Here We Go Again: Browning-Ferris Revisited

As a result of recent activity at the D.C. Circuit and the National Labor Relations Board (the “NLRB”), the joint employer standard is in a state of flux. On April 6, 2018, the D.C. Circuit decided that it will review the NLRB’s ruling in Browning-Ferris Industries of California, Inc. (“Browning-Ferris”), a controversial decision concluding that a company and its contractor could be found to be joint employers even if the company did not exert overt control over workers’ terms and conditions of employment. In December 2017, the D.C. Circuit remanded the case in light of the NLRB’s decision in Hy-Brand Industrial Contractors, Ltd. and Brandt Construction Co. (“Hy-Brand”), which overruled the broad Browning-Ferris standard for joint employment and returned to a more employer-friendly standard. But, the NLRB recently vacated its Hy-Brand decision based on a conflict regarding one of its Members. Now, the D.C. Circuit likely will weigh in on the appropriate scope of the joint employer standard.

Hy-Brand promised to be a watershed case, narrowing joint employer status to require “proof that the alleged joint employer entities have actually exercised joint control over essential employment terms (rather than merely having ‘reserved’ the right to exercise control), the control must be ‘direct and immediate’ (rather than indirect), and joint-employer status will not result from control that is ‘limited and routine.’” The NLRB’s Hy-Brand decision overruled its previous ruling in Browning-Ferris, which broadened the definition such that an entity’s reserved authority to control terms and conditions of employment, even if not exercised, was indicative of joint employer status. Further, the NLRB ruled that joint employer status could be established through indirect control, such as through an intermediary.

However, following an investigation, the NLRB Inspector General David Berry authored a memo finding that NLRB Member William Emanuel should have recused himself from the Hy-Brand case because his former law firm represented a party in Browning-Ferris. Executive Order 13770 prohibits an appointee from participating in a “particular matter involving specific parties” when the appointee’s former employer or client is a party or represents a party. Berry concluded that “the practical effect of the Hy-Brand deliberative process was a ‘do over’ for the Browning-Ferris parties,” since “the deliberations of the Hy-Brand case involved and affected the legal rights of the parties of Browning-Ferris.” The NLRB’s Designated Agency Ethics Official also determined that Member Emanuel should have been disqualified from participating in Hy-Brand. As a result, the NLRB issued an order vacating its Hy-Brand decision, thus restoring the Browning-Ferris joint employer standard.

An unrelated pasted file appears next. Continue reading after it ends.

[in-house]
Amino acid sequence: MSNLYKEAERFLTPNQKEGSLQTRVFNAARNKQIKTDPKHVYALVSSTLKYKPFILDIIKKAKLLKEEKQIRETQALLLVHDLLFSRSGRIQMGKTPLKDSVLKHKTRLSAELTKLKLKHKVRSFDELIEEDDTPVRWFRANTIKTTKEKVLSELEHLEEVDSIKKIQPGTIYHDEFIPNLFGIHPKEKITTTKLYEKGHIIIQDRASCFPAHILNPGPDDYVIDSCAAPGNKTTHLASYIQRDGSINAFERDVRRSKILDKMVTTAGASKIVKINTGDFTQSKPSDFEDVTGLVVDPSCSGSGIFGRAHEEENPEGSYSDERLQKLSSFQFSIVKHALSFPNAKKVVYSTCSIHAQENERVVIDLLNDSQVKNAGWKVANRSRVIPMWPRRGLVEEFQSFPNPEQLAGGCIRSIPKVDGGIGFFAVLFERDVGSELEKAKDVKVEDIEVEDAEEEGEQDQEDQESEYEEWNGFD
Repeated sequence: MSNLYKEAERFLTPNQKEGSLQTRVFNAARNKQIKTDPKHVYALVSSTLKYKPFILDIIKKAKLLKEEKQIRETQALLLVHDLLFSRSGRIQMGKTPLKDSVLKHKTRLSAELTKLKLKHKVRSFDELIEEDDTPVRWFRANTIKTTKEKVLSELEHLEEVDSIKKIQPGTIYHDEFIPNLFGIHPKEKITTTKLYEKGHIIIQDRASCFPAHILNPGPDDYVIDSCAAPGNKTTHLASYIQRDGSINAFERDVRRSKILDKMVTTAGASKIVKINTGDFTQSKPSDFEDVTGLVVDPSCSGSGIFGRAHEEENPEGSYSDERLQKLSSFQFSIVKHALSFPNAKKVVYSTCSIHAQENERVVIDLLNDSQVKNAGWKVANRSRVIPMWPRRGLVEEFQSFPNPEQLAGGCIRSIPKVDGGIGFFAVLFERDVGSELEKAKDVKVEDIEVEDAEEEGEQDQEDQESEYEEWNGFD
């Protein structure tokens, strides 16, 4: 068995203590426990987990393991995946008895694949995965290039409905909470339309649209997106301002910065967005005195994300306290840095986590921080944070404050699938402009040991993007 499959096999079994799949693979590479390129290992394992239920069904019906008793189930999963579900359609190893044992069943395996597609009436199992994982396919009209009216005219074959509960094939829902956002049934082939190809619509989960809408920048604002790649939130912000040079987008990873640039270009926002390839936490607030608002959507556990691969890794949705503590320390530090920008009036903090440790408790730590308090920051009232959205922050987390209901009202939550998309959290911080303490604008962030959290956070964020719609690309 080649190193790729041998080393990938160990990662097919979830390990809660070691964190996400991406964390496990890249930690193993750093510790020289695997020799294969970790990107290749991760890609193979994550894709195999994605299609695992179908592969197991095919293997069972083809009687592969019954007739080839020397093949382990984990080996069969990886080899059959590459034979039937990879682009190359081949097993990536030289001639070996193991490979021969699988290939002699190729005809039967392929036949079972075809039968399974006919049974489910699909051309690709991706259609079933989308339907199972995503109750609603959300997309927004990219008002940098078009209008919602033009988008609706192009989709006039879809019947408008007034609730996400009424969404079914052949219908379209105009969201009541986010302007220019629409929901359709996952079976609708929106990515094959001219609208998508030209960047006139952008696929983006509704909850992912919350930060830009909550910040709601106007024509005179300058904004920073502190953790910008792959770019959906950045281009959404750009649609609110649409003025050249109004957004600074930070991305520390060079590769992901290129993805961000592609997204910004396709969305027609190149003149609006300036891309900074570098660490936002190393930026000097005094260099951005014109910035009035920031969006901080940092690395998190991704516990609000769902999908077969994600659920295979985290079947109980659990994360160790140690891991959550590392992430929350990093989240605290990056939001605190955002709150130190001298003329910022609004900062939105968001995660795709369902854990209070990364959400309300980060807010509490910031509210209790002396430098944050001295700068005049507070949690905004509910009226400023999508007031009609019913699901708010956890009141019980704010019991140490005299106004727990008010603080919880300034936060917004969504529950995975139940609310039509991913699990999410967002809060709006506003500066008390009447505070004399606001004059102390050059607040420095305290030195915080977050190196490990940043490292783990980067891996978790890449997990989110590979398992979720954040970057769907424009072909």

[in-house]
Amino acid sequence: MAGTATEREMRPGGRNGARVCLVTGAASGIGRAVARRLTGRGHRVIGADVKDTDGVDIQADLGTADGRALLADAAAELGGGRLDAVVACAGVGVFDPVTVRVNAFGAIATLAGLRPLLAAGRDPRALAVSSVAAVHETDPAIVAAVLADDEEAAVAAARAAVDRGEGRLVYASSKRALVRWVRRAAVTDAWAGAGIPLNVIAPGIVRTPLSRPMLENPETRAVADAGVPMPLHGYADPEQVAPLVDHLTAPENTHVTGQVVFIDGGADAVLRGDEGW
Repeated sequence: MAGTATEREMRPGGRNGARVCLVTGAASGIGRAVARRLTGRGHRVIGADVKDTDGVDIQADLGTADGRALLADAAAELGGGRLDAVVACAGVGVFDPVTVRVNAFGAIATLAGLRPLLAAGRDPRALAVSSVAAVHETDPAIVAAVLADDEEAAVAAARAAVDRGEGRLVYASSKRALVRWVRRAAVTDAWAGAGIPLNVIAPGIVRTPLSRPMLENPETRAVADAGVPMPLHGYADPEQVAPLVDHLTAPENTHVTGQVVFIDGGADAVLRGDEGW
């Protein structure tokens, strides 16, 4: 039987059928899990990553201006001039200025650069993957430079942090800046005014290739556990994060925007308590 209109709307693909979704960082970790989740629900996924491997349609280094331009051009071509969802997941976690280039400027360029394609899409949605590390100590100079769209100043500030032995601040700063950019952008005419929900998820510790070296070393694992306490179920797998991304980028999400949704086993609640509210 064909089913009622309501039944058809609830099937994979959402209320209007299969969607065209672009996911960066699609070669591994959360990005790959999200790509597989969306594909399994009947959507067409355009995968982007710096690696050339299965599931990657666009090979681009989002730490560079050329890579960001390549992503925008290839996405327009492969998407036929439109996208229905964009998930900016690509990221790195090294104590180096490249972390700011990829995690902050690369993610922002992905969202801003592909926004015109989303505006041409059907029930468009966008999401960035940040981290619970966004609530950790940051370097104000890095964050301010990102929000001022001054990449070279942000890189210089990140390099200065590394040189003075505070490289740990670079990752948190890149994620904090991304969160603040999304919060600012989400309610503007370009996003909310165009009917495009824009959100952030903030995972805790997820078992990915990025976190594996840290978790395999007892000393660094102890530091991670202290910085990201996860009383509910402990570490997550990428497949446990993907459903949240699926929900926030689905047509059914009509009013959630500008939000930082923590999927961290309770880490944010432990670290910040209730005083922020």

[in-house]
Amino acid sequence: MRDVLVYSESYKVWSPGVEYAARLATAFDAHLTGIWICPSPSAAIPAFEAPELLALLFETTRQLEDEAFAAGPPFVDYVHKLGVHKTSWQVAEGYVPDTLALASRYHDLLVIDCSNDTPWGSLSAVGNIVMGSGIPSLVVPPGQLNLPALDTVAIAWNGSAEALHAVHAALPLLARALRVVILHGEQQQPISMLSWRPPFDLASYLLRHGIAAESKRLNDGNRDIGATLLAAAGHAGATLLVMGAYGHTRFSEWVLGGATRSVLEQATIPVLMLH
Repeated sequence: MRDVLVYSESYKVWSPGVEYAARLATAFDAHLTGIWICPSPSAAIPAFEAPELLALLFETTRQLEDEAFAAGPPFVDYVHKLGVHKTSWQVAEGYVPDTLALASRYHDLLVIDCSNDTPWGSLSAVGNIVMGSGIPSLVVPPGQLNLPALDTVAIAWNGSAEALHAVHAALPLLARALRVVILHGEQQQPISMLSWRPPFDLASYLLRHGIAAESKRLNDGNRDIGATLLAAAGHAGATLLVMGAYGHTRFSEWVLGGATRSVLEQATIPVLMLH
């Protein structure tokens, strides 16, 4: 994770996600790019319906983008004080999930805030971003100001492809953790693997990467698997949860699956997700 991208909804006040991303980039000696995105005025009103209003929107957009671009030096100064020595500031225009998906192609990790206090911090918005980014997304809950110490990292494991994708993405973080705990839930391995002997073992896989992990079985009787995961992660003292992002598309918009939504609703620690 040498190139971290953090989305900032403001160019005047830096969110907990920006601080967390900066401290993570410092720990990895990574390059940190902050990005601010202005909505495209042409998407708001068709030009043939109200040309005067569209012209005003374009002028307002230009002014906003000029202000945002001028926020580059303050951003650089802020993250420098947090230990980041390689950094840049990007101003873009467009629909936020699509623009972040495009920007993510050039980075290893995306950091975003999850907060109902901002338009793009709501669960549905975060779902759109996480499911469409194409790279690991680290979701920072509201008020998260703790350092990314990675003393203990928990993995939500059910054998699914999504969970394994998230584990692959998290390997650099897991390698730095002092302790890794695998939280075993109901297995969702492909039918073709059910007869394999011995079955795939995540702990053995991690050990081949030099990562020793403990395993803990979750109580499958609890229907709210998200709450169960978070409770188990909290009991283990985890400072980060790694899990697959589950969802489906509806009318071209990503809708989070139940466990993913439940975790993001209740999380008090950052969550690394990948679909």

Following the NLRB’s vacatur order, the NLRB moved to recall the D.C. Circuit’s remand of the Browning-Ferris appeal, in the hopes that the court would deny enforcement of the NLRB’s Browning-Ferris decision. In December 2017, the court remanded Browning-Ferris to the NLRB for reconsideration following Hy-Brand. In its recent decision, the D.C. Circuit held that “recalling the mandate is appropriate only because this case presents ‘extraordinary circumstances.’”

Meanwhile, Hy-Brand filed a motion for reconsideration of the NLRB’s vacatur order, arguing that Inspector General Berry wrongly concluded that Member Emanuel should have recused himself from the initial decision. Further, Hy-Brand contends that Member Emanuel was improperly excluded from participating in the vacatur decision of the panel. The D.C. Circuit ordered that Browning-Ferris be held in abeyance pending the outcome of Hy-Brand’s motion for reconsideration before the NLRB.

For now, Browning-Ferris remains good law, and courts do not need proof that multiple entities have actually exercised joint control over essential terms and conditions of employment to make a finding of joint employment. If the NLRB denies Hy-Brand’s motion for reconsideration, the D.C. Circuit will rule on the Browning-Ferris standard, which has been much-criticized by employers. In the unlikely event that the NLRB reinstates the Hy-Brand decision, the D.C. Circuit may again remand Browning-Ferris back to the NLRB. In any event, given the ongoing controversy regarding the Hy-Brand decision, the case should have long-lasting effects on ethics rules for NLRB members.